Unlike a thematic approach to hiring, the intentional recruitment of Black faculty targets the root of the undeniable problem: only 2% of faculty at Stanford are Black. We urge the University to reimagine its approach and intentionally seek out Black scholars specializing in Black Studies who can leverage their intellectual and lived experience to create positive change on campus.
- Regarding Race in America vs. Black Studies
The proposed approach to studying race tragically decenters Blackness and effectively demonstrates that Black lives don’t matter to Stanford’s intellectual ambitions. The discipline of Black Studies extends far beyond the study of the “Impacts of Race in America.” Black Studies is an innovative discipline that epistemically disrupts anti-Blackness, both methodologically and intellectually. However, Blackness can also be a useful starting point to address issues of racism, classism, gender bias, and homophobia for all people including Indigenous peoples, Latinx peoples, Asian peoples, etc.
What’s more, Black Studies includes the diaspora of Black thought in a way that the University’s approach does not. “Race in America” is a limited intellectual question that neglects the global reality of anti-Blackness to which Black Studies actively responds. Stanford is a global community; therefore, the global project of Black Studies is better suited to address the intellectual pursuits needed today.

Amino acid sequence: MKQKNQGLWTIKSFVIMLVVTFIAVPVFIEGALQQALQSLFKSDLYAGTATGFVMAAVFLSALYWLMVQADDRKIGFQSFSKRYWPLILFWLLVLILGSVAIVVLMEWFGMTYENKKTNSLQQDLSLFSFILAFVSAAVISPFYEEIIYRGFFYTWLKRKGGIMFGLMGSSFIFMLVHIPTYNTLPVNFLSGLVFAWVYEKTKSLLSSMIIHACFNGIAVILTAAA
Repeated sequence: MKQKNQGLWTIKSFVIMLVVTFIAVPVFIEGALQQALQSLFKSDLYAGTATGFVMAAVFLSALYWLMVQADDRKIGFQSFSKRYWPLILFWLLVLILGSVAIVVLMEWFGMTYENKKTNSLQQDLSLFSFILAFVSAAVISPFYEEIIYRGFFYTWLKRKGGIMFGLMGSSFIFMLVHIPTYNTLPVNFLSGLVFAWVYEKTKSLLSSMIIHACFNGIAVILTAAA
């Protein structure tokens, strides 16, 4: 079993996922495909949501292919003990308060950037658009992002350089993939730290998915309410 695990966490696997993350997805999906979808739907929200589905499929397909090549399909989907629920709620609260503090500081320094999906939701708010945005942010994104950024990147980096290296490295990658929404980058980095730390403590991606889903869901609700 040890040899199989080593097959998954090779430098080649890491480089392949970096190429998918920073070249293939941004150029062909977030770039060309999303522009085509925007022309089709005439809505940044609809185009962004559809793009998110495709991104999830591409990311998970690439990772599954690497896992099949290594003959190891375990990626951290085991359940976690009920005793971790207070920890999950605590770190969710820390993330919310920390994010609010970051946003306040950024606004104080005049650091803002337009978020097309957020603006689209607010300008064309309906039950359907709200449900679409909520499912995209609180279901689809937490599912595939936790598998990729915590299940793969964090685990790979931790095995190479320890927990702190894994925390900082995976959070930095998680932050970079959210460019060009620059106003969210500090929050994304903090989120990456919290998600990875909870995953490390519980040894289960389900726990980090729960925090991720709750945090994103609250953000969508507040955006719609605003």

- Regarding the Devaluation of Black Studies
We are also deeply frustrated by administrators’ conceptualization of Black Studies as a limited field of inquiry. These comments are not only disrespectful to Black community members, but they fail to acknowledge the immense intellectual project of African and African-American Studies. The discipline of Black Studies has historically valued and fostered global thinking. Beyond Africa and the United States, Black Studies has theorized and addressed issues of culture and identity in the African diaspora in Latin America, the Caribbean, Europe, and Asia. Furthermore, ideas and insights from Black Studies have been adapted and applied by scholars outside of the tradition.
Moreover, the “too narrow” response is being employed by the University to abdicate its responsibility to broaden its curriculum with marginalized fields of study. Although the number of students who choose to major and minor in African and African American Studies increases each year, Stanford refuses to approve hires to focus on the teaching of Black Studies exclusively. To date, the University has no core faculty dedicated specifically to African and African American Studies.
While administrators worry about Black Studies’ supposedly limited focus, they have little to say about the Eurocentric curriculum and faculty specializations in the University’s traditional departments. If the administrators would critically reflect on the discipline’s legacy at Stanford and beyond, they would see that a Black Studies department would enrich Stanford’s curriculum by strengthening the humanities and social sciences.
We encourage anyone who believes in the need to center Black people and Black Studies in the fight against anti-Blackness to resist the administration’s inadequate proposal to study the “Impacts of Race in America.”
The departmentalization of AAAS should be a top priority on the administration’s agenda if the University is truly committed to joining its peer institutions in the fight to uproot white supremacy in higher education.
The Black Graduate Students Association